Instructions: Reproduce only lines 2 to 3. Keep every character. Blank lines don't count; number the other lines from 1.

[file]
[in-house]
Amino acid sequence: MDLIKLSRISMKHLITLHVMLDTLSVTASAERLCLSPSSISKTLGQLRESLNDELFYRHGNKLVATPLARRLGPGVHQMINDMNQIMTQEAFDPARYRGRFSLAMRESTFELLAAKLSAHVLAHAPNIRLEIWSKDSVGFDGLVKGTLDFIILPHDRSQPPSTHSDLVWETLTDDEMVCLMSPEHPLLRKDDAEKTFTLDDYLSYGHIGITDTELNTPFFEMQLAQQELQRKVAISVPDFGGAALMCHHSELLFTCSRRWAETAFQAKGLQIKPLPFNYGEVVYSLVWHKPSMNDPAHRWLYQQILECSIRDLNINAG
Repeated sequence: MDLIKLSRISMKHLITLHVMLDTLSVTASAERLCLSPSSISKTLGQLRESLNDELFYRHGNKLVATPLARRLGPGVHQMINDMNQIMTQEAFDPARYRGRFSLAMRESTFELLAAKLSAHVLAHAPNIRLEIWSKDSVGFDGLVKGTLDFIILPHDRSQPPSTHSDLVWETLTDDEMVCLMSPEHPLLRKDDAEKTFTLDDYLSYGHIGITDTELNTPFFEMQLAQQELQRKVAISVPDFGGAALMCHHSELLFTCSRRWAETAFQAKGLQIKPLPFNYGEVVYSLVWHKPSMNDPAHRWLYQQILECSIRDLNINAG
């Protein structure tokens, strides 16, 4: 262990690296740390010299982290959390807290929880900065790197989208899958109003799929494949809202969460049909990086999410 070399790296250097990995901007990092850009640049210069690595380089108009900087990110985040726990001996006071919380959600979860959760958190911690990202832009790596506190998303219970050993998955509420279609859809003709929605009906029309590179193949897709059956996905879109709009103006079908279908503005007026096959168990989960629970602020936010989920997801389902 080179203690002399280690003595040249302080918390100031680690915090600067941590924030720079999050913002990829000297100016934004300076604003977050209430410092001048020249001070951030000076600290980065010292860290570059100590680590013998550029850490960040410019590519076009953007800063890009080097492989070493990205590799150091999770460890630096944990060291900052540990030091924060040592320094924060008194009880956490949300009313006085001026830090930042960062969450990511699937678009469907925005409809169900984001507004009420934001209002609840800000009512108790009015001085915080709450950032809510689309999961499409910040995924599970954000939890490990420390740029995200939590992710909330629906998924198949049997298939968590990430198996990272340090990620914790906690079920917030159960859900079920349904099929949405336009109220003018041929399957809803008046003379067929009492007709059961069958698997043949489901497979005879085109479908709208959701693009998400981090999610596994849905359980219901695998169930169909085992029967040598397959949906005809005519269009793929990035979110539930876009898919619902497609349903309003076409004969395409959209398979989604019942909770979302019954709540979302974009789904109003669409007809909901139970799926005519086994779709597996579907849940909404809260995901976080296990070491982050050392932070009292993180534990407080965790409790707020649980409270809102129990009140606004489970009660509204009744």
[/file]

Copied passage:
Amino acid sequence: MDLIKLSRISMKHLITLHVMLDTLSVTASAERLCLSPSSISKTLGQLRESLNDELFYRHGNKLVATPLARRLGPGVHQMINDMNQIMTQEAFDPARYRGRFSLAMRESTFELLAAKLSAHVLAHAPNIRLEIWSKDSVGFDGLVKGTLDFIILPHDRSQPPSTHSDLVWETLTDDEMVCLMSPEHPLLRKDDAEKTFTLDDYLSYGHIGITDTELNTPFFEMQLAQQELQRKVAISVPDFGGAALMCHHSELLFTCSRRWAETAFQAKGLQIKPLPFNYGEVVYSLVWHKPSMNDPAHRWLYQQILECSIRDLNINAG
Repeated sequence: MDLIKLSRISMKHLITLHVMLDTLSVTASAERLCLSPSSISKTLGQLRESLNDELFYRHGNKLVATPLARRLGPGVHQMINDMNQIMTQEAFDPARYRGRFSLAMRESTFELLAAKLSAHVLAHAPNIRLEIWSKDSVGFDGLVKGTLDFIILPHDRSQPPSTHSDLVWETLTDDEMVCLMSPEHPLLRKDDAEKTFTLDDYLSYGHIGITDTELNTPFFEMQLAQQELQRKVAISVPDFGGAALMCHHSELLFTCSRRWAETAFQAKGLQIKPLPFNYGEVVYSLVWHKPSMNDPAHRWLYQQILECSIRDLNINAG